CHRISTOPHER SMITH Maddermarket Theatre, Norwich
Maddermarket Theatre, Norwich
What people do is interesting. But it is what they are thinking that creates the best drama.
Harold Pinter's Betrayal makes a good case for the generalisation. It states the facts clearly enough in the first few minutes. Then the analysis begins.
On stage we see a wine waiter and just three characters, played by Jenny Dewsbury, Trevor Markworth and Trevor Burton. They act their parts with confidence and aplomb, getting younger and younger as the plot moves into reverse over a decade and a half. Twisting chronology isn't just a gimmick. It's a cunning way of revealing the present, which is the real issue, in the light of the past.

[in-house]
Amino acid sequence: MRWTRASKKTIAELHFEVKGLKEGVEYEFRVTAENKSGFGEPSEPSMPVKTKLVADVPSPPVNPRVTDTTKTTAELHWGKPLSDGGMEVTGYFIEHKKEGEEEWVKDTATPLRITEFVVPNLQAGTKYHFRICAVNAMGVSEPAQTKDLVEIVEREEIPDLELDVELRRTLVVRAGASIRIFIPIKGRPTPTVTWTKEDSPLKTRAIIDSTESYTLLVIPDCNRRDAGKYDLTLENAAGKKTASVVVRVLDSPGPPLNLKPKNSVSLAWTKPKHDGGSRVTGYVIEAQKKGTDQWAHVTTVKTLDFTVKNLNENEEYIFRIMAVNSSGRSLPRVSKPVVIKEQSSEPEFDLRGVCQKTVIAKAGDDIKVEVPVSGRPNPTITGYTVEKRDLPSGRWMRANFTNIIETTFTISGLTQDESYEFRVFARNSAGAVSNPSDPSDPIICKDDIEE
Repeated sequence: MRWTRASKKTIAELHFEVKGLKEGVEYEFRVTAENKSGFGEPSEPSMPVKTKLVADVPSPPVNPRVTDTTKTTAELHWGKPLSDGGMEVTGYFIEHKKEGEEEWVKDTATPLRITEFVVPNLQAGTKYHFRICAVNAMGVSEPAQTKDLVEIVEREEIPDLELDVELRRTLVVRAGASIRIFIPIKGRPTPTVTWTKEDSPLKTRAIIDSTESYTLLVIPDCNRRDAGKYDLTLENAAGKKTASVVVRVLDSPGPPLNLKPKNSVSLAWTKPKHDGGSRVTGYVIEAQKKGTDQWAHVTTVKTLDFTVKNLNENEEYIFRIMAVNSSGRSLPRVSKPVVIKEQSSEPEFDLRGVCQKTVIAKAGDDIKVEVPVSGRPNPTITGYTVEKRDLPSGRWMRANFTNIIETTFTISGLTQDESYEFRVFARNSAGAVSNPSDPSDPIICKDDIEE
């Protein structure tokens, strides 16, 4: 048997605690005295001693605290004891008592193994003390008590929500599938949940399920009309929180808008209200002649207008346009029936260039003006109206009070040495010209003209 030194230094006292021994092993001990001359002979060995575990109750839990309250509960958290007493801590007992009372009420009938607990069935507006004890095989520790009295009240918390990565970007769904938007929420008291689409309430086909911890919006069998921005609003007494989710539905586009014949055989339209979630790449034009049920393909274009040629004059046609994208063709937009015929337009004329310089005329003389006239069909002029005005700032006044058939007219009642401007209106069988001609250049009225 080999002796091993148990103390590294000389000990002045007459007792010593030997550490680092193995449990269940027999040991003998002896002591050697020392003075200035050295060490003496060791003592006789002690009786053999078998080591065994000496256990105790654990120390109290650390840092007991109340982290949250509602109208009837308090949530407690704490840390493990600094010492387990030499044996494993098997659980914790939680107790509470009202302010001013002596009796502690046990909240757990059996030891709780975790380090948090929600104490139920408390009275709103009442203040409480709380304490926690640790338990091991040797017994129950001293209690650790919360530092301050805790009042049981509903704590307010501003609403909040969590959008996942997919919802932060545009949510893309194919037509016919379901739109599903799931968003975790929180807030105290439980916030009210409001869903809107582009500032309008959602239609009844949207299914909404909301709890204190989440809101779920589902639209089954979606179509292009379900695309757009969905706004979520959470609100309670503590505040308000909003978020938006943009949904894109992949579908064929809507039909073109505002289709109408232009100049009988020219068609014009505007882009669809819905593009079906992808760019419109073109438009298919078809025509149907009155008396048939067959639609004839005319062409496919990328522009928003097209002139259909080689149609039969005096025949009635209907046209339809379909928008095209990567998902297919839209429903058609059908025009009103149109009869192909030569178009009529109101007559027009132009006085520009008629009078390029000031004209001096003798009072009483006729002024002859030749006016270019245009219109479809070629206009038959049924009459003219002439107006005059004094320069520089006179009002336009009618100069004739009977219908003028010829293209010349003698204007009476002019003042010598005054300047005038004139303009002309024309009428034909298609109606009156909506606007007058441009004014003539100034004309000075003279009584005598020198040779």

Director Peter Sowerbutts too knows how to make us concentrate on essentials. The set is austerely bare and black to create slightly hostile surroundings for human inter-action.
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The tale is a serious one, with emotions running high, in part because they are beginning to run a bit cold. But there is plenty of humour too.
Betrayal is a particularly adroit play about intellectuals. But the portrayal of a class serves to reveal humanity beneath all the smart attitudes and clever talk.